Nicaraguan singer Hernaldo Zuniga brought his entire family to trek through the lush forests and mist-shrouded volcanoes of northwestern Rwanda in search of mountain gorillas.
He described their encounter with the critically endangered primates as "an almost spiritual" experience, and said it was the only reason they made Rwanda a stop on a trip taking in a safari in Kenya, and a tour of South Africa.
But Rwanda is no longer content with being a whirlwind stop on a tourist's itinerary, and is working hard to broaden its appeal beyond its world-famous mountain gorillas while narrowing its niche market to the wealthiest of visitors.
Zuniga counts himself lucky that his family of five scored their permits to see the gorillas before Rwanda's eyebrow-raising move to double the cost to $1,500 (1,300 euros) per person in May.
"I think that is going to be a drawback for many people. It is just going to be an elite group of people who can pay that," said Zuniga, a well-known star in Latin America.
For Rwanda however, the price hike is part of a careful strategy to boost conservation efforts while positioning itself as a luxury tourist destination.
"The idea behind (the increase) is that it is an exclusive experience which also needs to be limited in numbers. Our tourism is very much based on natural resources and we are very serious about conservation," said Clare Akamanzi, the chief executive of the Rwanda Development Board.
It is a high-value, low-impact strategy that has worked well for countries such as Botswana and Bhutan.
The remote, mountainous border area straddling Rwanda, the Democratic Republic of Congo and Uganda is the only place in the world where one can see the gorillas, whose numbers have slowly increased to nearly 900 due to conservation efforts.
Permits in the DRC ($400) and Uganda ($600) are far cheaper, but Rwandan officials are not concerned that they will lose tourists to their neighbours, arguing the country offers an experience that is rare in the region.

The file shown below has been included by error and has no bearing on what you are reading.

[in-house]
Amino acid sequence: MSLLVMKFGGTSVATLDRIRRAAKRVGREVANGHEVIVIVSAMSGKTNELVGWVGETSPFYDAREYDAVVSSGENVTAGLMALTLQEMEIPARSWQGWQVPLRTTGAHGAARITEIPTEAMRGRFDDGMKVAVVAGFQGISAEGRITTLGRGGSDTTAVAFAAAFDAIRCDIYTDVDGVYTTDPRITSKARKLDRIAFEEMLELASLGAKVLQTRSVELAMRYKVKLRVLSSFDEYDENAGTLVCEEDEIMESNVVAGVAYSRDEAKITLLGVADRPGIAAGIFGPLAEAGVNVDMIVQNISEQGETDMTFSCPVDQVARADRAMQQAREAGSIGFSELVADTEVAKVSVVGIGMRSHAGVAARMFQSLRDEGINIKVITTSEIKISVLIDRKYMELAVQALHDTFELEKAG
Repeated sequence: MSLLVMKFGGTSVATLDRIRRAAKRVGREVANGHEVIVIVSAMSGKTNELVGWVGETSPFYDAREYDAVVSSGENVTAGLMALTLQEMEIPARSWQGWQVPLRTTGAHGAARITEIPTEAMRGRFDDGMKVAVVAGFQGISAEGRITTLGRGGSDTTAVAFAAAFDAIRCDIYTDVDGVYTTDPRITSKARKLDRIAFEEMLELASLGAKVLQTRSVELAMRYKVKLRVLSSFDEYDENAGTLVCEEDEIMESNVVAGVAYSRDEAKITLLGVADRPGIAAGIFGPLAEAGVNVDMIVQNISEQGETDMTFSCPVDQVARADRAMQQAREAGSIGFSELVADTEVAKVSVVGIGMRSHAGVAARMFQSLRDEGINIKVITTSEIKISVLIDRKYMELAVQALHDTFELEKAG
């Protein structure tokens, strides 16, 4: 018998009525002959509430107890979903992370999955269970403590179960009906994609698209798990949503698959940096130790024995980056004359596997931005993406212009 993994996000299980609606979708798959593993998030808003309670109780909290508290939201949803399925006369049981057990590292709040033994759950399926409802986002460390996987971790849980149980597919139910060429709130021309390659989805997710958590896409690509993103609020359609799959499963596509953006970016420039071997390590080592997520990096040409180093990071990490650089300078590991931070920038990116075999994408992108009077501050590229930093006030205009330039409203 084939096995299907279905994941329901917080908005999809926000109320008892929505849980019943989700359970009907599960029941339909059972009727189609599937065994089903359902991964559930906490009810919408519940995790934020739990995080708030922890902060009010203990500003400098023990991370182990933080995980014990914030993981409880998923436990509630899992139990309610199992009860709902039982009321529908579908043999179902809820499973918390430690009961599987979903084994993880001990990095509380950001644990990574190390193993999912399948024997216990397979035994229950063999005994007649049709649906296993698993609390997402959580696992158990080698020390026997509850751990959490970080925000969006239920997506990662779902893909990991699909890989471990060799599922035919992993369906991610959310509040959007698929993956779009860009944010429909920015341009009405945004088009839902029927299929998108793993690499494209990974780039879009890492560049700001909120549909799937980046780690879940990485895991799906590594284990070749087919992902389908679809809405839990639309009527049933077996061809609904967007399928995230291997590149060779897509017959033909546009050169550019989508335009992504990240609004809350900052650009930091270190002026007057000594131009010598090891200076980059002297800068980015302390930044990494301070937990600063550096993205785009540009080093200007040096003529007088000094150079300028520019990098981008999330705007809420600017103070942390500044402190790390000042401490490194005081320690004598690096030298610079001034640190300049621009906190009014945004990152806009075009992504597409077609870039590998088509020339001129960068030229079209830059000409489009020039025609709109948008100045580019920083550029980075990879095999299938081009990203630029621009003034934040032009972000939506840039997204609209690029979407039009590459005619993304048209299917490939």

Ever since the devastating 1994 genocide in which 800,000 mainly Tutsis were killed, the country has been praised for a swift economic turnaround.
"When you come to Rwanda it is a clean, organised, safe country with zero tolerance for corruption. We have concentrated on creating a good experience," said Akamanzi, also highlighting a quick visa process.
The challenge is getting tourists to make Rwanda their main destination, and spend more than the usual four days it takes to visit the gorillas and maybe the genocide museum before heading elsewhere.
"We want to keep it high-end as an anchor for tourism but provide other offerings," said Akamanzi. She said tourism is already the country's top foreign exchange earner, but believes they "have only scratched the surface".
So the country, known as the Land of a Thousand Hills is looking into sports tourism such as cycling, cultural tourism and becoming a Big Five safari destination in its own right.
In the past two years Rwanda has re-introduced both lions and rhino to its Akagera National Park -- which had gone extinct due to poor conservation -- and visitor numbers to the reserve have doubled, said Akamanzi.
However gorillas remain the main lure, and industry players are concerned about the impact the price increase could have on the whole tourism chain.
"We risk losing substantial revenue for the industry and government as a whole. Currently a number of gorilla permits are already not sold in the low season," the Rwanda Tours and Travel Association (RTTA) said in a statement after the decision was announced.
Mid-range hotels around the Volcanoes National Park say it is too soon to tell what the fallout will be, but several managers expressed concerns they would lose their main clientele.
"Either way there will be an impact," said Fulgence Nkwenprana, who runs the La Palme hotel.
Aloys Kamanzi, a guide with Individual Tours, acknowledged there has been an initial slowdown in reservations, but is convinced people will keep coming, adding his clients are mostly "retired tourists who have saved their whole lives", some of whom come three or four times.
The singer Zuniga said coming to Rwanda was a hard decision, as he had not heard much about what the country was like today from Mexico, where he lives with his family.
"Rwanda has a lot of sensitive echoes in my generation, the genocide ... we had to cross over all these personal obstacles to make the decision to come here," he said.
"They have to do better in promoting their tourism. Once you are here it is amazing, the people are unique, the country is beautiful. I would like to stay longer."